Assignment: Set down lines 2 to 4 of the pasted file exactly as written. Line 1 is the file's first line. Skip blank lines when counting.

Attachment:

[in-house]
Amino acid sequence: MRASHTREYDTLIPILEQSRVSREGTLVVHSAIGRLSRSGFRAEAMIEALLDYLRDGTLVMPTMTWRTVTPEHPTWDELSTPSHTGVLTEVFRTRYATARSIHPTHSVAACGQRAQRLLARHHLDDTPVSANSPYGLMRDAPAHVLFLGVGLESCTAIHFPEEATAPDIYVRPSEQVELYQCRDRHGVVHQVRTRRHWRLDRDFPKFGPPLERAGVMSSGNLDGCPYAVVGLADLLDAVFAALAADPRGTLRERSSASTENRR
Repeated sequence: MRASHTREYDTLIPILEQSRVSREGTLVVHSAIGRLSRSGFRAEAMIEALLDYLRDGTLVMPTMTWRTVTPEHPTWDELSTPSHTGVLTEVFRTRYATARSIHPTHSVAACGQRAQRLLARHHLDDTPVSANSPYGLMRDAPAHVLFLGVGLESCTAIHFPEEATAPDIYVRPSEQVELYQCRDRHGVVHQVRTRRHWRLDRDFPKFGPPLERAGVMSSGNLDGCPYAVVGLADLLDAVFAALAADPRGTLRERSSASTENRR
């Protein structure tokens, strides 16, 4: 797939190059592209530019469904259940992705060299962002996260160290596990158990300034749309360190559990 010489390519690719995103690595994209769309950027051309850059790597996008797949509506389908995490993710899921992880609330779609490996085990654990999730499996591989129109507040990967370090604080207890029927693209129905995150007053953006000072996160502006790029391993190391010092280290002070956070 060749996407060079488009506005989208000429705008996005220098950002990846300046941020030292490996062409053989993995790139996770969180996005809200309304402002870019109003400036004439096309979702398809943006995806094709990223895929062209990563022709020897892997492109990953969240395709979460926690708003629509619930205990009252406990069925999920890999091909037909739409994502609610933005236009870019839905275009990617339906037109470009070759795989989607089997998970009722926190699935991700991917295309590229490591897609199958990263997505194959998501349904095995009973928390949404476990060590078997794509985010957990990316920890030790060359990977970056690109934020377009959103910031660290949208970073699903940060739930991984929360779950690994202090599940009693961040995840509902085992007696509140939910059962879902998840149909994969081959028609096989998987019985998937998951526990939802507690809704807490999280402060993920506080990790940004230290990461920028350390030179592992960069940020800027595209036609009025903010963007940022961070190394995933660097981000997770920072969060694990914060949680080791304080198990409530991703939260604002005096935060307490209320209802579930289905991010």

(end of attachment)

Amino acid sequence: MRASHTREYDTLIPILEQSRVSREGTLVVHSAIGRLSRSGFRAEAMIEALLDYLRDGTLVMPTMTWRTVTPEHPTWDELSTPSHTGVLTEVFRTRYATARSIHPTHSVAACGQRAQRLLARHHLDDTPVSANSPYGLMRDAPAHVLFLGVGLESCTAIHFPEEATAPDIYVRPSEQVELYQCRDRHGVVHQVRTRRHWRLDRDFPKFGPPLERAGVMSSGNLDGCPYAVVGLADLLDAVFAALAADPRGTLRERSSASTENRR
Repeated sequence: MRASHTREYDTLIPILEQSRVSREGTLVVHSAIGRLSRSGFRAEAMIEALLDYLRDGTLVMPTMTWRTVTPEHPTWDELSTPSHTGVLTEVFRTRYATARSIHPTHSVAACGQRAQRLLARHHLDDTPVSANSPYGLMRDAPAHVLFLGVGLESCTAIHFPEEATAPDIYVRPSEQVELYQCRDRHGVVHQVRTRRHWRLDRDFPKFGPPLERAGVMSSGNLDGCPYAVVGLADLLDAVFAALAADPRGTLRERSSASTENRR
């Protein structure tokens, strides 16, 4: 797939190059592209530019469904259940992705060299962002996260160290596990158990300034749309360190559990 010489390519690719995103690595994209769309950027051309850059790597996008797949509506389908995490993710899921992880609330779609490996085990654990999730499996591989129109507040990967370090604080207890029927693209129905995150007053953006000072996160502006790029391993190391010092280290002070956070 060749996407060079488009506005989208000429705008996005220098950002990846300046941020030292490996062409053989993995790139996770969180996005809200309304402002870019109003400036004439096309979702398809943006995806094709990223895929062209990563022709020897892997492109990953969240395709979460926690708003629509619930205990009252406990069925999920890999091909037909739409994502609610933005236009870019839905275009990617339906037109470009070759795989989607089997998970009722926190699935991700991917295309590229490591897609199958990263997505194959998501349904095995009973928390949404476990060590078997794509985010957990990316920890030790060359990977970056690109934020377009959103910031660290949208970073699903940060739930991984929360779950690994202090599940009693961040995840509902085992007696509140939910059962879902998840149909994969081959028609096989998987019985998937998951526990939802507690809704807490999280402060993920506080990790940004230290990461920028350390030179592992960069940020800027595209036609009025903010963007940022961070190394995933660097981000997770920072969060694990914060949680080791304080198990409530991703939260604002005096935060307490209320209802579930289905991010």